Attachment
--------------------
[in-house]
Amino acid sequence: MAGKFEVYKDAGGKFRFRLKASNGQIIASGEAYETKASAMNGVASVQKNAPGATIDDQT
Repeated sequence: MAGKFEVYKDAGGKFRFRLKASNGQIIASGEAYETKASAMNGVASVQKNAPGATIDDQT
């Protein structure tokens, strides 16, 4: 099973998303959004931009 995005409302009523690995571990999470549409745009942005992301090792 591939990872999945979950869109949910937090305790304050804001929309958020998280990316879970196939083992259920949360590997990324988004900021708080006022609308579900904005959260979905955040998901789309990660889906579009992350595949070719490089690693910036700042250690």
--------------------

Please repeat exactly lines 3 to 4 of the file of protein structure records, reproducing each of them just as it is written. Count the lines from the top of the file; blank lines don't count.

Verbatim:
Repeated sequence: MAGKFEVYKDAGGKFRFRLKASNGQIIASGEAYETKASAMNGVASVQKNAPGATIDDQT
């Protein structure tokens, strides 16, 4: 099973998303959004931009 995005409302009523690995571990999470549409745009942005992301090792 591939990872999945979950869109949910937090305790304050804001929309958020998280990316879970196939083992259920949360590997990324988004900021708080006022609308579900904005959260979905955040998901789309990660889906579009992350595949070719490089690693910036700042250690």